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Personal pain of demons and drink

30 January 2010 1,073 views No Comment

IT would be easy to fill every shelf in a bookshop with books published on, for, about and by alcoholics. A quick search online reveals thousands of books on alcoholism, from self-help to the confessional, and everything in between.

Australia is a nation whose identity, for better or worse, rests squarely on the consumption of alcohol. It is part of our social fabric and always has been. Captain James Cook took beer with him on the Endeavour and the first settlers brought beer with them in 1788. Our first prime minister earned a nickname reflective of his drinking prowess. He wasn’t the last. And until the 1970s, we did our very best to match the two great beer-drinking nations of Ireland and Germany in per capita beer consumption.

Best known for his enlightening books on B. A. Santamaria and E. G. Theodore, writer and historian Ross Fitzgerald has written an extraordinarily powerful book, My Name is Ross, about his battle with alcoholism.

Fitzgerald had his first drink as a 14-year-old high school student.Wearing his school uniform he walked into a pub and ordered a brandy, lime and soda. Leaving aside the strange choice of drink for a teenage boy, the publican’s response is particularly telling of the era. I suggest you take off your school hat, son. It’s a scenario many baby boomers will no doubt recognise.

Despite his youth and innocence, Fitzgerald quickly recognised the anaesthetic qualities of alcohol. He was miserable and, from his own perspective, the world around him was a miserable place. Like all alcoholics, the perceived solution , alcohol , quickly became the real and actual problem. He writes, That first drink of alcohol was like an injection of rocket fuel.

For most teenage boys the first drink of alcohol , more often than not a beer rather than a brandy, lime and soda , marks a rite of passage into adulthood. But it’s also an event quickly forgotten as life marches on. It was a different experience for Fitzgerald. Before long he was drinking often, and often alone.

My Name is Ross details the destructive force that alcohol can inflict. In the decade after that first drink Fitzgerald treats his parents, the few friends he managed to keep and even complete strangers in the most appalling ways. However, it pales when compared with the way he treats himself. I lost count of the number of times he attempted suicide or ended up in hospital as a result of alcohol abuse.

Despite a family budget that was often stretched to the limit, his parents kept up the hospital benefits payments, desperately aware that their son was going to need it.

Fitzgerald is a natural storyteller who is unafraid to shock his readers. That can’t be a negative, given the subject matter. Despite or because of this, he maintains his sense of humour, even when recounting the most disturbing of experiences, like electroconvulsive therapy. It’s hard to think of anyone being treated more like an object than someone in those days having electroconvulsive therapy, he writes.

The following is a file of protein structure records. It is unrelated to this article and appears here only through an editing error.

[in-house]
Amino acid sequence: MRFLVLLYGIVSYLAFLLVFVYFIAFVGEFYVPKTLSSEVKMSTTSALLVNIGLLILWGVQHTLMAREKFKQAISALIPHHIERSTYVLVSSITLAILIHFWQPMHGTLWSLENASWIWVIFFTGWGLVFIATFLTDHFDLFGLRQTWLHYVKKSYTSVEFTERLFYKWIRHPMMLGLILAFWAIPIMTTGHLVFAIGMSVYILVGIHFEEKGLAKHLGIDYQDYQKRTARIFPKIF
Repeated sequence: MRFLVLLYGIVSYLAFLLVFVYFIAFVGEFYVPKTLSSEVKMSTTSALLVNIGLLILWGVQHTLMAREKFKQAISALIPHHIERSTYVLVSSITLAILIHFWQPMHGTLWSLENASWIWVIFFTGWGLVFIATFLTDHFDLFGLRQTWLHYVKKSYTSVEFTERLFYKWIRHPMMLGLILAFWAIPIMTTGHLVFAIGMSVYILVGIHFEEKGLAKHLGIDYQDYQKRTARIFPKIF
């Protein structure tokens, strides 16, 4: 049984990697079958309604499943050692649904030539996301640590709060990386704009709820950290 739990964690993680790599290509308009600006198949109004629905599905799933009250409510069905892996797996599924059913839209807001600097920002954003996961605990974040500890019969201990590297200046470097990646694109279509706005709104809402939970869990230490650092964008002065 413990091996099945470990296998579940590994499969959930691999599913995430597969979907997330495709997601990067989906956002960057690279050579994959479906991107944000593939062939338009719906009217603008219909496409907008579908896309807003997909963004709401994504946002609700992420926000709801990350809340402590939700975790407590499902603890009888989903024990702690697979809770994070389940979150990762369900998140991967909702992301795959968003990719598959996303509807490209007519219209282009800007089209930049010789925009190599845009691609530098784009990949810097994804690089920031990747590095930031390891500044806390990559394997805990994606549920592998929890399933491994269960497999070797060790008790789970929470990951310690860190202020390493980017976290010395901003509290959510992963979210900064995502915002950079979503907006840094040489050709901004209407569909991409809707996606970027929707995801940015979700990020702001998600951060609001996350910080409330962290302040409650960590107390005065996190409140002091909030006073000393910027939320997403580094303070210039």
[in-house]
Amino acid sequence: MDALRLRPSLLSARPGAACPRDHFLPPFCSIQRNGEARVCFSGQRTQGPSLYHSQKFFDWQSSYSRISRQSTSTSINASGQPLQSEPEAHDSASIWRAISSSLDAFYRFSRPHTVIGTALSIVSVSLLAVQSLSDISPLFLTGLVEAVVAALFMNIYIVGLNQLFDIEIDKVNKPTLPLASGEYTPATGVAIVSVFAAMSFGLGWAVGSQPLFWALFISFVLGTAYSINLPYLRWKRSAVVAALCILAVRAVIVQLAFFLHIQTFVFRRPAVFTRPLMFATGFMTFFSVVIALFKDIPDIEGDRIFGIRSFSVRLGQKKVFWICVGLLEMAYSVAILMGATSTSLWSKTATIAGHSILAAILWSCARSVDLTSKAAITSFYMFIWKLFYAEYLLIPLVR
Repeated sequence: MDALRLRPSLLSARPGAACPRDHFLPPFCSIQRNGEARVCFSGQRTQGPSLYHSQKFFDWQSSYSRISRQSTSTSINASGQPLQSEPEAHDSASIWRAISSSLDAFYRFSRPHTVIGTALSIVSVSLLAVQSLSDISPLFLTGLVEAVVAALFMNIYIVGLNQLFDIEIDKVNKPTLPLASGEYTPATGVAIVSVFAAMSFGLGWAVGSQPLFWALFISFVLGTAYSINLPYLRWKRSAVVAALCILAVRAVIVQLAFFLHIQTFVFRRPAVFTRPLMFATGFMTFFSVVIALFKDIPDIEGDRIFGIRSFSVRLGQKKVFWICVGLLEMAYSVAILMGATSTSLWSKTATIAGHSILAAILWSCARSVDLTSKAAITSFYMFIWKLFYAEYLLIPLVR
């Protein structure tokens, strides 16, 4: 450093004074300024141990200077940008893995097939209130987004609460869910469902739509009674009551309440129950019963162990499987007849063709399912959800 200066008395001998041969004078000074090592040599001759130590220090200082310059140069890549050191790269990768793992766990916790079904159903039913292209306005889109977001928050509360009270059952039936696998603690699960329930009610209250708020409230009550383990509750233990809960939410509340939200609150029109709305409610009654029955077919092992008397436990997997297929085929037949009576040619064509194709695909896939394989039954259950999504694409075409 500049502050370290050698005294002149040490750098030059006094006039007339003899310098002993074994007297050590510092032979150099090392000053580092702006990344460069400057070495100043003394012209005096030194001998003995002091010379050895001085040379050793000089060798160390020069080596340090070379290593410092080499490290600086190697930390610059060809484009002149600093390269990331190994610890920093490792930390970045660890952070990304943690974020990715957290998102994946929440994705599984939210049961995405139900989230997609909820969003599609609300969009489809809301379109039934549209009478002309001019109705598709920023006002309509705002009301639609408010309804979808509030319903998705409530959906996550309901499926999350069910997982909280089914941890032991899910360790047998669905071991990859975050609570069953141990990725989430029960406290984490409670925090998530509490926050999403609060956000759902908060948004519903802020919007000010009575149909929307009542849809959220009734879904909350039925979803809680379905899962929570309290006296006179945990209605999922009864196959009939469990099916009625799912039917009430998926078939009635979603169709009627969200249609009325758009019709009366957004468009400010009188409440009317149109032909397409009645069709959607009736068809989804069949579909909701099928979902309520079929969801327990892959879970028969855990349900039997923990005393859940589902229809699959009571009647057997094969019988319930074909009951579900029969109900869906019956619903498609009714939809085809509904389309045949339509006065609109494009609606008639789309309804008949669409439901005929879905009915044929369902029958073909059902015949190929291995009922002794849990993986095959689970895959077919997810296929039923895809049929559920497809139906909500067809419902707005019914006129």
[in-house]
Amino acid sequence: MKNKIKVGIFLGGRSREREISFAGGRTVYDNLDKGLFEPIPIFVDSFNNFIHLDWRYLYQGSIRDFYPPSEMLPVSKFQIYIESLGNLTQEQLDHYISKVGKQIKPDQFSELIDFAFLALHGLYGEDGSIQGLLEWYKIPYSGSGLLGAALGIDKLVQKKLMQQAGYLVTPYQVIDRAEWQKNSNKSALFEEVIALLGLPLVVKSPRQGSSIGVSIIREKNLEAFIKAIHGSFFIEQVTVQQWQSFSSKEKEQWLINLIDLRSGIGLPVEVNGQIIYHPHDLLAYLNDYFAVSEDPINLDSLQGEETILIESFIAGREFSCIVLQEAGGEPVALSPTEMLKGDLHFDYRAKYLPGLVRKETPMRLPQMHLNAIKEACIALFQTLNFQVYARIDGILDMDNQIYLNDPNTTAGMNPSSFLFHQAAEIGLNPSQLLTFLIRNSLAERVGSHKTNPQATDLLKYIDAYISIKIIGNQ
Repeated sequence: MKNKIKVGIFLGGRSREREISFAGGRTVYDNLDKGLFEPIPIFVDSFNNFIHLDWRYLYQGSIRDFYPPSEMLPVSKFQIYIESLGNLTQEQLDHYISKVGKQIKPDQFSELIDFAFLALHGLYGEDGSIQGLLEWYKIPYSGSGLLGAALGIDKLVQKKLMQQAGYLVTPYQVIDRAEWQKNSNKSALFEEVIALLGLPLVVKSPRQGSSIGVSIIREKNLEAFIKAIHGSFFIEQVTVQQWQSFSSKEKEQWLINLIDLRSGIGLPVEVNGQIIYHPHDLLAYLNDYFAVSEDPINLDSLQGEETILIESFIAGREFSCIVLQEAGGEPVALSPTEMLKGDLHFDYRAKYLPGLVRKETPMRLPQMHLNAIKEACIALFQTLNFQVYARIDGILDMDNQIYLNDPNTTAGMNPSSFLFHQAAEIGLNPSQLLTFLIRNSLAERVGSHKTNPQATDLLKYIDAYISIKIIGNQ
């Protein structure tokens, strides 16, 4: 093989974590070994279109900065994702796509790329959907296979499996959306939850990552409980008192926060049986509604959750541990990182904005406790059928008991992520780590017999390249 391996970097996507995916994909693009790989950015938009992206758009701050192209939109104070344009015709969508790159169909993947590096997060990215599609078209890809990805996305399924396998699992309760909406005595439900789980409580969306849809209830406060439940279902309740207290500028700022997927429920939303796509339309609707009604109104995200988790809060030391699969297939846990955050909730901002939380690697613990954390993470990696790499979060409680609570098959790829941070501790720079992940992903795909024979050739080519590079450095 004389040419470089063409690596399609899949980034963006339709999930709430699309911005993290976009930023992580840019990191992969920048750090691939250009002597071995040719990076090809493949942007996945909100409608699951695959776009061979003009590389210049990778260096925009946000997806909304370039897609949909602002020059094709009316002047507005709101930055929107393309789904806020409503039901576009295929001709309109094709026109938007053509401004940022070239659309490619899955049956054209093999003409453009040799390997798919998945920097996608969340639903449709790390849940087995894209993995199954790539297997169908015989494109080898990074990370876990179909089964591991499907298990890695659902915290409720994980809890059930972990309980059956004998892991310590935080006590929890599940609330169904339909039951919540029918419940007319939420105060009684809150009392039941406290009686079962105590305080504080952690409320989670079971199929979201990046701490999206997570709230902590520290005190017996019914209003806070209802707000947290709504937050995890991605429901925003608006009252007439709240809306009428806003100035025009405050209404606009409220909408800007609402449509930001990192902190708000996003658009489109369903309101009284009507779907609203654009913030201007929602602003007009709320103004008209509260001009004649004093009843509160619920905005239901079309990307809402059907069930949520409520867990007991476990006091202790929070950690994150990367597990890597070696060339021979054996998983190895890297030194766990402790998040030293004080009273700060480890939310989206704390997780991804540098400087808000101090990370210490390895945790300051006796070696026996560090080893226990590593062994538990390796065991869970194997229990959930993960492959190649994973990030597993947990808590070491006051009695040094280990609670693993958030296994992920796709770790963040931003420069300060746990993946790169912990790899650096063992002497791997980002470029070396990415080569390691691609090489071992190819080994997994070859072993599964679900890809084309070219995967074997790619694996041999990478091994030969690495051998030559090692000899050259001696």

Yet, while I was in hospital, the illness of alcoholism kidded me into thinking I was in control; that I was manipulating these mugs and idiots into giving me free board and lodging. Then, zap, I’d have another power station full of electricity through my head.

Fitzgerald has written a searing meditation on the alcoholism which would assuredly have taken his life decades ago had he not turned to the world’s most successful self-help organisation, Alcoholics Anonymous.

The premise underlying Alcoholics Anonymous is simple, yet highly powerful. Recovered alcoholics set the example by telling their own stories and providing friendship to new members who are encouraged to stop drinking one day at a time.

At 25, after inflicting the kind of pain and trauma on the people around him that is unimaginable to most of us, he stopped drinking and started going to AA meetings. He’s now been sober for 40 years.

The book’s subtitle, An Alcoholic’s Journey, expresses not only Fitzgerald’s years of hard drinking, but also his long and successful marriage. In so many ways, this book is a beautiful love story, a paean to his wife, Lyndal.

There is much in My Name is Ross that someone unaffected by the devastation of alcoholism might find difficult to comprehend or relate to. The carnage he left in the wake of a decade’s drinking was, he discovered once sober, often impossible to clean up. The pain Fitzgerald inflicted on some of his friends was so great, and the wounds so deep, that they remain incapable of forgiving him, decades later. The hurt and shame he expresses on the page is palpable and deeply moving.

For anyone who has never experienced the devastation of alcoholism, it may be difficult to empathise with the life-and- death struggle Fitzgerald waged daily when alcohol still held a tight grip on him. That battle and Fitzgerald’s ultimate victory is what makesMy Name is Ross eminently readable and utterly engrossing.

Fitzgerald was one of the lucky ones. He came out the other side of this malady , albeit battered, worn and psychologically scarred , with a life still ahead of him. He could just as easily have ended up like many of the cast of characters in this book: dead, at a tragically young age.

The Canberra Times.
Joshua Rosner is a freelance writer.